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Thursday, October 13
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The 5th World Congress on
Controversies in Neurology (CONy) - Asia Pacific
Life Course Related Conditions
Beijing, China, October 13-16, 2011
 
  Friday, October 14 Print
   
Hall A :: PARKINSON'S DISEASE & MOVEMENT DISORDERS
       
 07:30-08:30 GUIDED POSTER TOUR, Poster Presentation Area
   
PD/MD Section Heads Fabrizio Stocchi, Italy & Daniel Truong, USA
    
Session (1) 
MOVEMENT DISORDERS
08:30-10:30 
 
Chairpersons: 
Kemal Bayulkem, Turkey; Weidong Le, China
 
Capsule: The nosology of progressive supranuclear palsy (PSP) is based on clinical and pathological criteria.  Are pathological changes by themselves sufficient to define a disease?
08:30-09:30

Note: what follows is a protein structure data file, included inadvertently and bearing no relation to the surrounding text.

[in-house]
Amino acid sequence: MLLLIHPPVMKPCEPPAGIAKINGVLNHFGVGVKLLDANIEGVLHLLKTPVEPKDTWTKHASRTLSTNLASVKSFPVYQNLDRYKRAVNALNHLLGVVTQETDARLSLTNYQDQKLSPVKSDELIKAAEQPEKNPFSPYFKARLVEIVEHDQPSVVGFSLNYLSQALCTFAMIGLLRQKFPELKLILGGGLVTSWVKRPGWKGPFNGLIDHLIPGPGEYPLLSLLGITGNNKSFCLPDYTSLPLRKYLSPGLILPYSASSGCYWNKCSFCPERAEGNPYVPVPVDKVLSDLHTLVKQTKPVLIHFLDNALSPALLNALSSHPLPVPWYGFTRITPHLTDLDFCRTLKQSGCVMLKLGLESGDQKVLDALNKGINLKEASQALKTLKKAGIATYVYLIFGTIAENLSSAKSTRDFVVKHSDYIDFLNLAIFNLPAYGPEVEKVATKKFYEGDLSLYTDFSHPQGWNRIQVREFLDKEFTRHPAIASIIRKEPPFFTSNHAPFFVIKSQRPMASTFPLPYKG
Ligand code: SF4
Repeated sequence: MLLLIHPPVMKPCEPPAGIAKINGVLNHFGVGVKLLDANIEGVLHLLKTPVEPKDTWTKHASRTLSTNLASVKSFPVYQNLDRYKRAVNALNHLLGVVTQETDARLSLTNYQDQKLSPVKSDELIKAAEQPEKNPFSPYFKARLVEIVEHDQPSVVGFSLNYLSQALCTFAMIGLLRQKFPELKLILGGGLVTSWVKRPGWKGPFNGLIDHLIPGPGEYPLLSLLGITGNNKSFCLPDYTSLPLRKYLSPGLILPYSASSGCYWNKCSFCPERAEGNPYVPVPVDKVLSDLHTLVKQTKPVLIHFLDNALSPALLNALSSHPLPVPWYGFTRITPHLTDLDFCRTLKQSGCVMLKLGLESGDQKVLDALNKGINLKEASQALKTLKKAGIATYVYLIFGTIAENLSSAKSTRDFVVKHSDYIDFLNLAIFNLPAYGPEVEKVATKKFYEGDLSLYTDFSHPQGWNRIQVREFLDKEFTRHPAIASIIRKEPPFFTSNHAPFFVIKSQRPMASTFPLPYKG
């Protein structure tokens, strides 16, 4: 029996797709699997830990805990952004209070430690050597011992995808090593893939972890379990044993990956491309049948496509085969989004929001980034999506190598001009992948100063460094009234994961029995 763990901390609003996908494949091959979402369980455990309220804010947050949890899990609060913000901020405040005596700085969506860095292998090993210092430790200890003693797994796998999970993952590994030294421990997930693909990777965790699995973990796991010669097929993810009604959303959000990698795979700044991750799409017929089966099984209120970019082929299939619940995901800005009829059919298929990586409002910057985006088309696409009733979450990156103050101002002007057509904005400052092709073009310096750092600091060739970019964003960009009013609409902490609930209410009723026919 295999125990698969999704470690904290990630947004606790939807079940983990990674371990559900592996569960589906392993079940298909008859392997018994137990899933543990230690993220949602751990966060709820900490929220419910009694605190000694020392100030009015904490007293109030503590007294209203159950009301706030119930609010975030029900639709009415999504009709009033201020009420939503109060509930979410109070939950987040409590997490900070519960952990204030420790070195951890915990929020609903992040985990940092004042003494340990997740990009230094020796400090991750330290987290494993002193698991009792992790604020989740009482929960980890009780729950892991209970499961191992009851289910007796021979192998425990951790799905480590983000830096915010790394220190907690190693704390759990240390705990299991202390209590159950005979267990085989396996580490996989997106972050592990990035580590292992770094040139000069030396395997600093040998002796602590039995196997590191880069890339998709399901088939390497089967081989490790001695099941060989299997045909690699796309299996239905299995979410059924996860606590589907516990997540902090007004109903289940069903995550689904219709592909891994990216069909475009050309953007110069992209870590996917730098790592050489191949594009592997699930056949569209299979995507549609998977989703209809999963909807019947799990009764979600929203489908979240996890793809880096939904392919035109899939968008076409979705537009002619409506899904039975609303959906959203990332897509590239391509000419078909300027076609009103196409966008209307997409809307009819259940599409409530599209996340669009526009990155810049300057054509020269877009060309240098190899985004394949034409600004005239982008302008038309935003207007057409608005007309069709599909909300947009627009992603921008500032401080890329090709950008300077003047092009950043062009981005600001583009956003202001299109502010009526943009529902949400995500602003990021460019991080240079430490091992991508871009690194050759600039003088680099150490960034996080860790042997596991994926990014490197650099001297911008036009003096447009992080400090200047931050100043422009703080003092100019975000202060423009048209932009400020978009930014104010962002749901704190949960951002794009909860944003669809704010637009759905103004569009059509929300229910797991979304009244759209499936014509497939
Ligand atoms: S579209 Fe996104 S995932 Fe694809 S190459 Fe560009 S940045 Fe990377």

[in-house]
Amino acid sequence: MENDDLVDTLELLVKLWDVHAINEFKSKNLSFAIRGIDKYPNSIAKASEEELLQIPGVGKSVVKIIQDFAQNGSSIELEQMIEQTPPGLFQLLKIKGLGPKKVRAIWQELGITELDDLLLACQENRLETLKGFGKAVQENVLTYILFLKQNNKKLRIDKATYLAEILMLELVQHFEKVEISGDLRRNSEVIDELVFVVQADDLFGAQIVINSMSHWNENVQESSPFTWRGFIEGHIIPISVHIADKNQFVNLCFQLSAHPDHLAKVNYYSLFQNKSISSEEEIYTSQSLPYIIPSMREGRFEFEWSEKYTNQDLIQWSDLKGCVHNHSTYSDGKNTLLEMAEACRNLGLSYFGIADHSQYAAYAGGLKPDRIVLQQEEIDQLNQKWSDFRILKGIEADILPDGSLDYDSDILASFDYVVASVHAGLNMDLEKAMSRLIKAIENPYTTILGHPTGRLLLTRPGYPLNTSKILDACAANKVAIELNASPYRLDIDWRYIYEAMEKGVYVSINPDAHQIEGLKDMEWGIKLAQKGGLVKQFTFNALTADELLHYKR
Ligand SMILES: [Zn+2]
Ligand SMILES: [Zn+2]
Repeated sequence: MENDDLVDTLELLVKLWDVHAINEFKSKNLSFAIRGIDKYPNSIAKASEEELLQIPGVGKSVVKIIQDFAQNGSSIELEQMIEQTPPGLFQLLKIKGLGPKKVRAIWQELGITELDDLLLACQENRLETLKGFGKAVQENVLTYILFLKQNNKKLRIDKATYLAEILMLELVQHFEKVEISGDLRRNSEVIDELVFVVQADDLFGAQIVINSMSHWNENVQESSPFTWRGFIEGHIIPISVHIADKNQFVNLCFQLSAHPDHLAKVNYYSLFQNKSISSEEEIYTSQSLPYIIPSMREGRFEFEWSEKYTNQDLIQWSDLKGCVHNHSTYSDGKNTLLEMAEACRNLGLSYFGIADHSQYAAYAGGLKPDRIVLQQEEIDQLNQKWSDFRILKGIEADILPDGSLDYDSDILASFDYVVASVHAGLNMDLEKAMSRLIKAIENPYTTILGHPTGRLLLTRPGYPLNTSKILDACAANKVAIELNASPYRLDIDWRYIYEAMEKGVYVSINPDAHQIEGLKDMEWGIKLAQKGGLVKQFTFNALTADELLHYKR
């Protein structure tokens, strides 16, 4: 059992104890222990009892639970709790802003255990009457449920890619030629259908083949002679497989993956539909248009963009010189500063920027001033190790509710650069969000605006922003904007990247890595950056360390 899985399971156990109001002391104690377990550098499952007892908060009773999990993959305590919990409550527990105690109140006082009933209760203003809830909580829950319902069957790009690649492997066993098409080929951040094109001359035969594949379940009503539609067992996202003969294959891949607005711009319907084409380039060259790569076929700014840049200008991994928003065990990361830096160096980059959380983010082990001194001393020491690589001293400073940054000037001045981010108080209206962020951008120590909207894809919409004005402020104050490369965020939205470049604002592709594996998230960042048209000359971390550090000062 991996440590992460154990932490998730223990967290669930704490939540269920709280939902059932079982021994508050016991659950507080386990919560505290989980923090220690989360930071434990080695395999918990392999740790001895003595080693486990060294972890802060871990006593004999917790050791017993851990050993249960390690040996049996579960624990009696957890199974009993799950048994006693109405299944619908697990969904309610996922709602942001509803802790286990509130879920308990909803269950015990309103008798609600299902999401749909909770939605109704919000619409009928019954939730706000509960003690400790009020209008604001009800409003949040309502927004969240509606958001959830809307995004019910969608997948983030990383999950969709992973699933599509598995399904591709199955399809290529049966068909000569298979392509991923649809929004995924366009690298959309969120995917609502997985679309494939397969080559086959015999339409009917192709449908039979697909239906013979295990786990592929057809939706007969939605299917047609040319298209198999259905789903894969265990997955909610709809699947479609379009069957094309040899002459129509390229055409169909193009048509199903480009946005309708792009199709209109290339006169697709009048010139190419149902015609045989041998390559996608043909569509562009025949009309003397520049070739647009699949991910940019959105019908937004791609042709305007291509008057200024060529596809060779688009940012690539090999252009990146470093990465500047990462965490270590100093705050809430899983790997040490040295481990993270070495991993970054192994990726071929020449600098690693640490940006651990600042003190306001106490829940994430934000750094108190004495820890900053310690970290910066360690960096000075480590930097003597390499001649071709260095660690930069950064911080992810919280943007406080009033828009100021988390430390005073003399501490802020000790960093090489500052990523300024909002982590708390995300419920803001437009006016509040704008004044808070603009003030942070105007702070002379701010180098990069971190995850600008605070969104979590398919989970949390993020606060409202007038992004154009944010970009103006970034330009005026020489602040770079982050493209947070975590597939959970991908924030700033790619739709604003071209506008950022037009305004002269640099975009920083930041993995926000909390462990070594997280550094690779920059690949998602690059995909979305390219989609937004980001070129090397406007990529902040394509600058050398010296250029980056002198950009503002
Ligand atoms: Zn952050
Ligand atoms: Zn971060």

Debate: Is the division of PSP into PSP parkinsonism and Richardson syndrome clinically useful and helpful? 
Yes: Pettarsup Wadia, India
No: Umaiorubahan Meenakshisundaram, India
Commentator: John Duda, USA
    
Capsule: Several animal models of Parkinson's disease (PD) have been developed and are still useful in developing dopaminergic drugs.  Their usefulness in understanding the pathogenesis of PD is however still unproven
09:30-10:30  
Debate: Are animal models useful in understanding PD? 
Yes: Daniel Truong, USA
Commentator: Weidong Le, China 
  
10:30-11:00 
Coffee Break  
 
Session (2) ETIOLOGY OF PARKINSON'S DISEASE (PD)
11:00-13:00 
Capsule: Sporadic PD was found to have several risk factors, both clinical and genetic.  Which are more important?
Chairpersons: 
Beom Jeon, Korea; Zhenwin Zhang, China
  
11:00-12:00 
Debate: Is the etiology of sporadic PD predominantly environmental or genetic?
Environmental: Heinz Reichmann, Germany
Genetic: Ovidiu Bajenaru, Romania
Commentator: Roongroj Bhidayasiri, Thailand
  
12:00-13:00 
Debate: Is PD in boxers just a coincidence?
Yes: Daniel Truong, USA
No: Roongroj Bhidayasiri, Thailand
Commentator: Haibo Chen, China
  
13:00-14:00  
Lunch Break 
 
Session (3)  TREATMENT OF PARKINSON'S DISEASE
14:00-16:00